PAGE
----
TAGSbusinessindustryKempLimerick City and CountyMid West Industry Feature Exercise With Oxygen Training at Ultimate Health Clinic Advertisement RELATED ARTICLESMORE FROM AUTHOR Linkedin Housing 37 Compulsory Purchase Orders issued as council takes action on derelict sites Facebook IN 2010 Kemp established its European HQ in Limerick as part of a major expansion initiative. The office has since grown at a tremendous rate, consistently building on its own success to employ over 75 people in Limerick City.Kemp specialises in load balancing technology, enabling customers to manage high-intensity web traffic and applications. This is a rapidly developing industry, vital to virtually all large-scale digital activity such as web hosting and cloud computing.Sign up for the weekly Limerick Post newsletter Sign Up To stay competitive in such an exciting field, Kemp established the core R&D team in Limerick, allowing them to take full advantage of local talent in an increasingly tech-oriented city. But employment at Kemp yields more than a chance to do engaging work. Kemp has a deep understanding of the importance of employee health and wellbeing, offering health insurance, gym membership, and even allowing time off for personal training sessions.Kemp also prides itself on being a highly social workplace.They also have opportunities to meet up with colleagues based in New York, Singapore, London and Munich.Kemp is always on the lookout for skilled individuals and open to applications. While the chance to be part of bold new developments in one of the world’s most crucial technologies might draw you to Kemp, it’s a supportive, friendly, and health-aware culture that will likely convince you to stay. See www.kemptechnologies.com Twitter Print Previous articleArrive early for Minor thrillsNext articleWIN TICKETS TO FOREVER YOUNG 2019 ON JULY 5-7 Staff Reporterhttp://www.limerickpost.ie Limerick businesses urged to accept Irish Business Design Challenge Email BusinessNewsLifestyleSponsored ContentCome for the work; stay for the workplaceBy Staff Reporter – June 28, 2019 331 WhatsApp Ann & Steve Talk Stuff | Episode 29 | Levelling Up Limerick on Covid watch list TechPost | Episode 9 | Pay with Google, WAZE – the new Google Maps? and Speak don’t Type!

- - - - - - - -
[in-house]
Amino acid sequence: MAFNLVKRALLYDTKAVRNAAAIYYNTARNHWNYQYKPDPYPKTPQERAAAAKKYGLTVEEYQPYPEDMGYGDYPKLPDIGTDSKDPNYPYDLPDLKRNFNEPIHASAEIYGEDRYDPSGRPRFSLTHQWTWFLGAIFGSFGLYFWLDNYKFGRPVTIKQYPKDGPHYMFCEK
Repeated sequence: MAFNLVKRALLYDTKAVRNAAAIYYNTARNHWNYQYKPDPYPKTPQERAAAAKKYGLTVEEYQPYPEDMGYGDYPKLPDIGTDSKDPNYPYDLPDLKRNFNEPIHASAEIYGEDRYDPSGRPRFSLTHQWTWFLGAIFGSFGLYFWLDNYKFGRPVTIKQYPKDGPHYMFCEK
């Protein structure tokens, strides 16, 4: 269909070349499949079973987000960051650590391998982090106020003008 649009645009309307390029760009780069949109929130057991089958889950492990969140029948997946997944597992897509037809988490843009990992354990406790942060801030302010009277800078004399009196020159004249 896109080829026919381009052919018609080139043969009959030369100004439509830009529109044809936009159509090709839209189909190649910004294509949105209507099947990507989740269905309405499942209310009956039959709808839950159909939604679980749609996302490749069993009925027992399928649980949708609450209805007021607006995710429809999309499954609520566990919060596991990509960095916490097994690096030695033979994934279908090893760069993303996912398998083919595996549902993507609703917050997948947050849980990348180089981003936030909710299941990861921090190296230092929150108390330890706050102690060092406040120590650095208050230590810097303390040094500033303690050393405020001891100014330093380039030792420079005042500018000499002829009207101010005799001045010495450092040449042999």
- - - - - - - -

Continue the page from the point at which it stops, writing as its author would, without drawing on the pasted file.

Commentary: Baby, It’s Repressive Around HereDecember 24, 2018By John KrullTheStatehouseFile.com INDIANAPOLIS – Here’s a good holiday resolution.Why don’t we just let people think what they think and feel what they feel?John Krull, publisher, TheStatehouseFile.comParticularly about things like songs and games.The controversy surrounding the song “Baby, It’s Cold Outside” is just the latest example of some people taking offense and other people telling them that they have no right to take offense.But they do.The people offended by the song say it is sexist and even, to use a phrase gaining traction on social media, “rapey.” They have a point. The tune is a duet between a woman who wants to leave and a man with a little more than a good conversation on his mind who tries to persuade her to stay.At one point, the woman sings, “The answer is no” and, at another, wonders if her drink has been spiked.Defenders of the song argue that the song is less about seduction than it is about a woman trying to balance her desires against the powerful forces of social coercion. When the song was written in 1944, women weren’t supposed to acknowledge they were sexual beings. The pressure with which the woman wrestles, the song’s champions say, is from society, not the guy who is cooing blandishments to her.There’s truth to that, too.These conflicting interpretations have created a cultural flashpoint.Radio stations in Cleveland and elsewhere have banned “Baby, It’s Cold Outside” from their air. In response to that ban, a radio station played the song, over and over and over again, for two solid hours.(An aside: I’m pretty sure that, if police officers or prison officials did the same to prisoners in their custody, any sane and reasonable judge would consider the act a violation of the Eighth Amendment prohibition against cruel and unusual punishment.)I don’t have strong feelings about “Baby, It’s Cold Outside,” which I consider little more than elevator music.But I do find the way the controversy has played out fascinating.Many of the people defending the song see criticism of it as just another example of political correctness. They argue that those offended by the song’s lyrics are trying to squelch free expression and that they have no right to impose their views on others.A surprising number of the folks taking this position, though, were part of the same crew offended by black football players taking a knee rather than standing for the national anthem to protest the numbers of unarmed African-Americans shot by police. In that case, the self-appointed crusaders against political correctness had no problem imposing their views on others and trying to limit free expression.But, then, this is what happens when we decide we have a monopoly on truth, virtue or wisdom.I can see why people are offended by “Baby, It’s Cold Outside.” They have a right to feel that way.I also understand that, nearly 75 years ago, the songwriter didn’t craft the tune as a justification for sexual assault. But it’s not 1944 any longer and we now think differently about the man-woman dance than we did then.If people don’t want to hear the song, they have the right to say so and to change the channel when it comes on. And a radio station has the right to choose not to play the tune at all.And, if there are people masochistic enough to love the song and can’t listen to it enough – well, there’s a radio station in Kentucky willing and eager to torture them for two hours at a time. They should seek it out. It’s their right to do so.The same goes for football players and the anthem and the fans offended by the players taking knees. The players have a right to express their anger at racial injustice. The fans offended by what they see as disrespect for the flag and the military also are entitled to their feelings and can express them by not attending or watching games.This is a giving season.One of the best gifts we could offer is just to let people make up their own minds.FOOTNOTE: John Krull is director of Franklin College’s Pulliam School of Journalism, host of “No Limits” WFYI 90.1 Indianapolis and publisher of TheStatehouseFile.com, a news website powered by Franklin College journalism students.The City-County Observer posted this article without opinion, bias or editing.FacebookTwitterCopy LinkEmail